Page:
Three-month-old conjoined twins were successfully separated in a “historic surgery” at a Texas hospital on Monday.
The operation to separate newborn sisters AmieLynn Rose and JamieLynn Rae Finley at Cook Children’s Medical Center in Texas was the hospital’s first-ever surgery of its kind.
“A team of 25 medical professionals, including 6 surgeons, carefully performed this historic surgery, while parents Amanda Arciniega and James Finley patiently waited for news of their separation,” the hospital said in a Wednesday news release.
“While still very early, both AmieLynn and JamieLynn are recovering well.”
AmieLynn and JamieLynn of Fort Worth were born prematurely Oct. 3 joined from the lower part of the breastbone to their belly button. The two sisters shared a liver.
The fact that the babies survived for their surgery was a miracle itself: Only between five to eight conjoined twins born worldwide each year survive the first few days after birth, the medical center said.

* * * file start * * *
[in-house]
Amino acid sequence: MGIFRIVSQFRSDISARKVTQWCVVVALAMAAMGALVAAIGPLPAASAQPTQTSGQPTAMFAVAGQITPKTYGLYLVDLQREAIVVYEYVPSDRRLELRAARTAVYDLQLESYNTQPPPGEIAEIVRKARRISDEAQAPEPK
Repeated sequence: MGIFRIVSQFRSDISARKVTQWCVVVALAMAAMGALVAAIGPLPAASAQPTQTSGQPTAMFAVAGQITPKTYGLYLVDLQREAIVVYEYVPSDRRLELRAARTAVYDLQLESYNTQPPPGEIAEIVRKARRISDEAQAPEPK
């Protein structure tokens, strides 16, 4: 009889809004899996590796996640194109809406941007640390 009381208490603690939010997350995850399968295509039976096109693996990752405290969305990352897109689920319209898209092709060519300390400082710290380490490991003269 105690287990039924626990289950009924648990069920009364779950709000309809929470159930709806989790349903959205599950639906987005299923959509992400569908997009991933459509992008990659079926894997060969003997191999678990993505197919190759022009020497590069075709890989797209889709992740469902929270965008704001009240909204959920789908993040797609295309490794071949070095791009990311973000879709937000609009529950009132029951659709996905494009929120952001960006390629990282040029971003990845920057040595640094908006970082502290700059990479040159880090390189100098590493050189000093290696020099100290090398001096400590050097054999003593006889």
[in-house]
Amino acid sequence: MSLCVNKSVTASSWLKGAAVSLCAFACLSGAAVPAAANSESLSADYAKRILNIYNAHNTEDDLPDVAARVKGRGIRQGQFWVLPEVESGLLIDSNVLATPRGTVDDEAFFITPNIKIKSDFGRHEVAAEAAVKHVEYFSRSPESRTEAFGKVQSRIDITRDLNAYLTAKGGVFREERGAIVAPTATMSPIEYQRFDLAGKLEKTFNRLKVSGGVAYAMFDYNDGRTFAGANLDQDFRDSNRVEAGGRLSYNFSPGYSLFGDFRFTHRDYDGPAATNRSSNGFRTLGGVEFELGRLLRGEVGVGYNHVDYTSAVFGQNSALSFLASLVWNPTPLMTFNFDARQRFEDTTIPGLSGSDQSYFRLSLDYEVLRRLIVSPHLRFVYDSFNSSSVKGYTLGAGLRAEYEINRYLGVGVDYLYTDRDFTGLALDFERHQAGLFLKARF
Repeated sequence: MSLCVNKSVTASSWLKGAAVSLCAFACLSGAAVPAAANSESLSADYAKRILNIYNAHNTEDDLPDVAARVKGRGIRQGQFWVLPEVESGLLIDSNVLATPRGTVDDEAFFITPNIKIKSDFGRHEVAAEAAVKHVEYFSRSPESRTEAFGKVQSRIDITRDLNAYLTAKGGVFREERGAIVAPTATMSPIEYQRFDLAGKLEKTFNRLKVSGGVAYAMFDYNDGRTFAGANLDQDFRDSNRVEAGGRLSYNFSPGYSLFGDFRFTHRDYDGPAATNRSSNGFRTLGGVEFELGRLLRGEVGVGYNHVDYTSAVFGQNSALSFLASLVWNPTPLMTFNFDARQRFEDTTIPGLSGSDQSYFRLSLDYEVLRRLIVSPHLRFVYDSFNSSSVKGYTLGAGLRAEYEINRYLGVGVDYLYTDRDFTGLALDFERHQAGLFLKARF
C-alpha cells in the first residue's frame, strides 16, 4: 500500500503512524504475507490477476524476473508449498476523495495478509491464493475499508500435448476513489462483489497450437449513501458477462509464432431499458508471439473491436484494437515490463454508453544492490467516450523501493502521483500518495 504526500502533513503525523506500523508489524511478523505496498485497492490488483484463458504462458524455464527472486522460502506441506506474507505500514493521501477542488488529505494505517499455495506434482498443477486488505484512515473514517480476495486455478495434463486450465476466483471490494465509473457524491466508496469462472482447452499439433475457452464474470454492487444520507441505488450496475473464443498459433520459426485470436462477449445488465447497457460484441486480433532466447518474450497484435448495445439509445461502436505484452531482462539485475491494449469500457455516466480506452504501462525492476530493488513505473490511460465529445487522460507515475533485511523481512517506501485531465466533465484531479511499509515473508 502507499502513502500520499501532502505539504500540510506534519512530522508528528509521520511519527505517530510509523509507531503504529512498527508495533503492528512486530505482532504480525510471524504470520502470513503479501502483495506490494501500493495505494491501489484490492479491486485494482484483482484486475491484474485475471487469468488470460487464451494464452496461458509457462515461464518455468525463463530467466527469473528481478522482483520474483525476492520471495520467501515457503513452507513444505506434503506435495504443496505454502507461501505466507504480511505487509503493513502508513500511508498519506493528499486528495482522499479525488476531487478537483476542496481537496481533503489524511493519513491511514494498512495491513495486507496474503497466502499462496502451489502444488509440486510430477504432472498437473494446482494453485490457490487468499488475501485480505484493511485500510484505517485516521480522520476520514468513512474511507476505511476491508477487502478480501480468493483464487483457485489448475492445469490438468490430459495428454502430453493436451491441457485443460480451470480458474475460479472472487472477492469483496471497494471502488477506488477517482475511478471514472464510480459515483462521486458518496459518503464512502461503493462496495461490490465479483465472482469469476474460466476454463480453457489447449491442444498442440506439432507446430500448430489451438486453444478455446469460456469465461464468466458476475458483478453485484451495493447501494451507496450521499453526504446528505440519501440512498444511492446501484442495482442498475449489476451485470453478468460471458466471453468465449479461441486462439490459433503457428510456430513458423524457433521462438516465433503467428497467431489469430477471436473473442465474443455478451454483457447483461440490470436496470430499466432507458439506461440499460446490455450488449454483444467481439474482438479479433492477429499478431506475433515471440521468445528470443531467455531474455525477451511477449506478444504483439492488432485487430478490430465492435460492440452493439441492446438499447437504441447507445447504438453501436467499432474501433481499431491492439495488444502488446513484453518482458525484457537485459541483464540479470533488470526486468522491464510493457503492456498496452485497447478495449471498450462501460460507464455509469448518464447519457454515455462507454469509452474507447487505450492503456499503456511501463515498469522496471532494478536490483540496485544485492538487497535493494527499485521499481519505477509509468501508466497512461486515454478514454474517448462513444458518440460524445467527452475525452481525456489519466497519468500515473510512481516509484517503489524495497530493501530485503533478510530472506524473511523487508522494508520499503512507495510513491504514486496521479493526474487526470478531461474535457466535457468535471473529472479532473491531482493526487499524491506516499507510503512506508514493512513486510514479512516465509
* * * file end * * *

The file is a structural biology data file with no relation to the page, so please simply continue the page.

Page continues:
“I wouldn’t have thought in a million years I would be going through something like this,” mother Amanda Arciniega said.
Luckily, the first ultrasound alerted Arciniega and husband James Finley that their daughters would be born connected, allowing the hospital 8 long months to prepare for the monumental surgery.
The Cook Children’s Medical Center team spent five months pre-birth and three-months post-birth studying the girls’ anatomy and sunning through multiple simulations of the separation surgery.
The medical professionals were divided into two groups for each girl: JamieLynn’s team wore purple scrub hats and AmieLynn’s team wore green. Even the girls’ nails were painted to match.
After an 11-hour surgery, the doctors were able to tell Arciniega and Finley the good news.
“You have two babies on two separate beds!” a doctor said, sending the room into cheers and Arciniega into tears.
Both babies had responded well to the intense surgery. AimieLynn didn’t receive as much muscle or skin as her sister, so doctors needed to give her a mesh patch and a temporary closure device, but she and JamieLynn are expected to recover.
“They’re going to have a bit of a ramp up from the recovery, but I think they’re going to be able to get there eventually, and very close to normal if not completely normal,” Dr. Jose L. Iglesias, lead surgeon and Medical Director of Pediatric Surgery at Cook Children’s Medical Center said.
“They’re going to grow up into the little girls that they’re supposed to be: independent and feisty, like they’ve already shown us.”
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